A Cis Person's Guide to Gender Identity and Expression
Many people go through life without thinking about gender at all—at least not consciously. However, a growing awareness of transgender people and gender theory has led to a burgeoning dynamism in gender identity and expression, especially for young people who have grown up in a trans community, with trans elders or, at minimum, with access to the internet.
Although some folks think of gender-bending as "a transgender thing," it can become an integral part of anyone's life, and not just in childhood, either. Cisgender people can, and should, discover what gender means for them.
What is gender?
First, it's important to understand what gender is. You may have heard the phrase "gender is a social construct." This doesn't mean gender "isn't real" or "shouldn't exist," but rather that our understanding of gender is a creation of collective society, history and culture. The most common construction of gender in modern societies—one of two fixed, binary options—is only one of the virtually infinite possibilities.
Exploring gender might lead you to discover you aren't actually cisgender, or the gender that corresponds with your sex assigned at birth. I identified as a cis woman for several years while exploring gender presentation and then I discovered the word "demiwoman," which gave me permission to come out as nonbinary. My identity has evolved since then, and now I identify myself as both nonbinary and transmasculine, despite first eschewing the transgender label—a symptom of my internalized cis-centrism.
Of course, it's also OK if your exploration reaffirms you are cis. Exploration can help you end up experiencing an even better, more affirming version of the gender you are—and who wouldn't want that?
Your gender no's
How I found my way into gender exploration was initially through challenging stereotypes about what was appropriate for my gender, in order to make room to embrace expansiveness.
What are the things you don't do, or don't allow yourself to do, because of your gender? My first forays into this question were in the realm of presentation: how I dressed, if I shaved, how I had my hair cut and how I adorned myself with makeup or jewelry.
Have you ever thought about changing your approach to how you present yourself and had someone turn up their nose, laugh or outright tell you to continue conforming? If you want to explore stereotypes further, this classic workbook by Kate Bornstein can help you root out some of your deeper feelings and also offer some guidance on navigating uncomfortable situations as you learn more about the breadth of gender-bending and expression.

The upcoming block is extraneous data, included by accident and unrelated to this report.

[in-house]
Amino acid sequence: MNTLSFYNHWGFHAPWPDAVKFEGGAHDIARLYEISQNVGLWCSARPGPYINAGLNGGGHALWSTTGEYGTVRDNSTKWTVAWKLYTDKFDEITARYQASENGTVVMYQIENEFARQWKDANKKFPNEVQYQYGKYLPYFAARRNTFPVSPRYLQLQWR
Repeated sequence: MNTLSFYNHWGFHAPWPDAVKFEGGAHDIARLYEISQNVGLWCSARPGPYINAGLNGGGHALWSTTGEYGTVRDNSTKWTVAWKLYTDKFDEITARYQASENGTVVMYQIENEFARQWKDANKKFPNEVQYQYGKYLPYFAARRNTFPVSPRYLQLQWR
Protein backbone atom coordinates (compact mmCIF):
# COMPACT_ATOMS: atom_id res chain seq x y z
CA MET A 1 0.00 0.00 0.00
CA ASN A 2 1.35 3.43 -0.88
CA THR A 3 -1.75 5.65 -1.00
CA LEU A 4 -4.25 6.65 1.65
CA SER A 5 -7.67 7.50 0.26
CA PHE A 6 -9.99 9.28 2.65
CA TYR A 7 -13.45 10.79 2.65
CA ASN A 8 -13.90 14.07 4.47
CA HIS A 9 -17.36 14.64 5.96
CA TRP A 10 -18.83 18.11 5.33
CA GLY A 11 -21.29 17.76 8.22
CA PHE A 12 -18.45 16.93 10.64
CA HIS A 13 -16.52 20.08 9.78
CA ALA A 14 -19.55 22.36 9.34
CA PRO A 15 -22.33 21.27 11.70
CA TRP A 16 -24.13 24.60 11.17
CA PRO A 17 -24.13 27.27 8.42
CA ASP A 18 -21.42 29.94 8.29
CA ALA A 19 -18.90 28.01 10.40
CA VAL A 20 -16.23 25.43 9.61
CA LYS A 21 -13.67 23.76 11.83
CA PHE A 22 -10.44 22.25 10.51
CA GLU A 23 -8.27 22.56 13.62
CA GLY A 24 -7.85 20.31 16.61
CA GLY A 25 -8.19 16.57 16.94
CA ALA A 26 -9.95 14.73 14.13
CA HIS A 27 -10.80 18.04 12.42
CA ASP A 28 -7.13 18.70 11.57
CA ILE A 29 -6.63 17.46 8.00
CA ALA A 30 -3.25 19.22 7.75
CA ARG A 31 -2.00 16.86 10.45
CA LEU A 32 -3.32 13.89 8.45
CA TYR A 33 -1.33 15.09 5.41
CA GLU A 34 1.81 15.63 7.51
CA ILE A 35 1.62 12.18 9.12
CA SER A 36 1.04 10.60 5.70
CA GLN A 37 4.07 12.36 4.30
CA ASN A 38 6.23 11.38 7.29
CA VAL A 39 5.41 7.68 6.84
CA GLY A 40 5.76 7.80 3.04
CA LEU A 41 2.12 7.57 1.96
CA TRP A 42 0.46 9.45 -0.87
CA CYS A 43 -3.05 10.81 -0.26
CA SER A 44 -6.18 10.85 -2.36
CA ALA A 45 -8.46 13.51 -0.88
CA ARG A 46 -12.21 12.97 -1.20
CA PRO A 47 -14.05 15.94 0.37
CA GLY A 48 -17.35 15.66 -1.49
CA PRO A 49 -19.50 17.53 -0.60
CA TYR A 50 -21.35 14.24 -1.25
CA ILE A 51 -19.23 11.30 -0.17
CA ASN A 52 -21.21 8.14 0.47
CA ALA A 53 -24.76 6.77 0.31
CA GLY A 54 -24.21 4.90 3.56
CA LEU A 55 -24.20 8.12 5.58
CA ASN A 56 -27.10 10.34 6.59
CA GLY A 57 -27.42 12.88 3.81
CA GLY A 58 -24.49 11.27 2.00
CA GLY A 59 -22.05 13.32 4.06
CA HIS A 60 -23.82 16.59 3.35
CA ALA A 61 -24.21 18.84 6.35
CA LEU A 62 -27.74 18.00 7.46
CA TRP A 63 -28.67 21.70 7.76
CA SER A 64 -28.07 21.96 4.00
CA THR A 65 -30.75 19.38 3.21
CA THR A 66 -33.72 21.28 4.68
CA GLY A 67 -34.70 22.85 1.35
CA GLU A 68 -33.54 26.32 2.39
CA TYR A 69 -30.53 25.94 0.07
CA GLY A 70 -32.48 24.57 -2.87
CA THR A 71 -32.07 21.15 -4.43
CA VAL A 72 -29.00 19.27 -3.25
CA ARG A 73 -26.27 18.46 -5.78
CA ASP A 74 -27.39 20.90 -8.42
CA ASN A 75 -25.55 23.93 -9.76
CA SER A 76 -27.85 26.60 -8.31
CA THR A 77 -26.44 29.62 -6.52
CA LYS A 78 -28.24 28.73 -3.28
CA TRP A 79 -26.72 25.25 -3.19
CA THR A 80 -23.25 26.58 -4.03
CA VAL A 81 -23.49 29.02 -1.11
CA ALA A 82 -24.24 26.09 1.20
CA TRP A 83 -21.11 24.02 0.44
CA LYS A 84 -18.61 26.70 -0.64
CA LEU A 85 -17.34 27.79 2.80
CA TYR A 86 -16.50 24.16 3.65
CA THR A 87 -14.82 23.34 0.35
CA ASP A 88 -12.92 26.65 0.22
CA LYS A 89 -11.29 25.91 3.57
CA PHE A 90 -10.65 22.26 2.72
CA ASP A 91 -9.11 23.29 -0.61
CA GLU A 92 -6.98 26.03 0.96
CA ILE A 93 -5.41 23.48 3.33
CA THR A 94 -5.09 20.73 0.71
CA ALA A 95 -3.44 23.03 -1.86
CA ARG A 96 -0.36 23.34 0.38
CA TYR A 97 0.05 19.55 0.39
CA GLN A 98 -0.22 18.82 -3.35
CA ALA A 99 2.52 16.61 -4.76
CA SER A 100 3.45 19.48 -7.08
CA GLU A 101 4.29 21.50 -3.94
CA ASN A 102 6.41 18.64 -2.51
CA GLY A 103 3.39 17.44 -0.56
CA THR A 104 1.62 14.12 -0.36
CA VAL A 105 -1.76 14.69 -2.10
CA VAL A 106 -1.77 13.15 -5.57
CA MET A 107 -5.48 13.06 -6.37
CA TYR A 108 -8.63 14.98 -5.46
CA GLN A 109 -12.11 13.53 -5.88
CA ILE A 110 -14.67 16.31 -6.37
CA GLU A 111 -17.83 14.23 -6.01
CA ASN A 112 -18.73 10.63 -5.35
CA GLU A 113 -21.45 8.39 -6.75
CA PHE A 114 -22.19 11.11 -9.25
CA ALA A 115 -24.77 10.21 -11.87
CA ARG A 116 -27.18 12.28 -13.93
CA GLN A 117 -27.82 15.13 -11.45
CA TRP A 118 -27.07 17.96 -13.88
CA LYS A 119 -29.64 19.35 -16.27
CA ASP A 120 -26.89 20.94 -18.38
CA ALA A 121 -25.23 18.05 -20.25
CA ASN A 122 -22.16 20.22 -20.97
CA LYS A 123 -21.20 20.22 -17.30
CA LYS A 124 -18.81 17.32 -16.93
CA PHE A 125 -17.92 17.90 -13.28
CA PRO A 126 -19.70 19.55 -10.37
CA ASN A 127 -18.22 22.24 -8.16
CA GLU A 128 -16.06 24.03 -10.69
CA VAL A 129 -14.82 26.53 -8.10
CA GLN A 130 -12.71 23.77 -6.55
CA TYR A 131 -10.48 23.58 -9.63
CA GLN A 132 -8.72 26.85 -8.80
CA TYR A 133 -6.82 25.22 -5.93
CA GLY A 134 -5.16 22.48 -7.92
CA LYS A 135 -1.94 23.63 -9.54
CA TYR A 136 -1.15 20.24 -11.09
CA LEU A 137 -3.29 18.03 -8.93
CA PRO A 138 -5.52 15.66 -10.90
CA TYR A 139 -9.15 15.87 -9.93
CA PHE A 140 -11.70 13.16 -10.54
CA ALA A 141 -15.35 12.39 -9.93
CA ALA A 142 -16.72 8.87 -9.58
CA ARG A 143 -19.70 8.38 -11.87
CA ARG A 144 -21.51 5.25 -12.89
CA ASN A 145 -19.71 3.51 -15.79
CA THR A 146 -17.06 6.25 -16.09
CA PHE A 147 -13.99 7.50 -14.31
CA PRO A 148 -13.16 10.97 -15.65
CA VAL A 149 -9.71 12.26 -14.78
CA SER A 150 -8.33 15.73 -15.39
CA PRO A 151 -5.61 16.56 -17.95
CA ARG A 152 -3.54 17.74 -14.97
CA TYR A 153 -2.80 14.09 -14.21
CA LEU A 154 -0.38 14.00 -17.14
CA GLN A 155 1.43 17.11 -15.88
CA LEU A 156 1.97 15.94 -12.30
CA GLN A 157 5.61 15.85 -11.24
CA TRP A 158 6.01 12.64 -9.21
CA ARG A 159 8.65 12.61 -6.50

Your gender yes's
As my story reveals, labels can be helpful and offer new pathways to a more authentic life. But sometimes we just want to wander off the path and enjoy. Instead, we can leave the labels behind and revel in the extreme comfort and joy of gender euphoria.
For trans people, gender euphoria can be an intense feeling experienced as relief from the pain of dysphoria, the extreme discomfort in our bodies, pronouns, names or hormones not matching what our brains are expecting. But what does gender euphoria feel like for a cis person?
Imagine a young man who's very important to you. He has had an incredible day, achieved something amazing, and he comes to you and says, "You know, today I really, finally feel like a man." Can you empathize with this feeling? Try this thought experiment with a young woman instead. Does the empathy feel different somehow? Now think about a young genderqueer person who "really, finally feels nonbinary."
Let your empathy lead you. What kinds of clothes, makeup, grooming, jewelry, tattoos, colors, scents, names, adjectives, accessories, decorations, music, dance and sex make your gender feel good? Do you know why? Face any fears and embrace the joy. Gender-bending can be for everyone.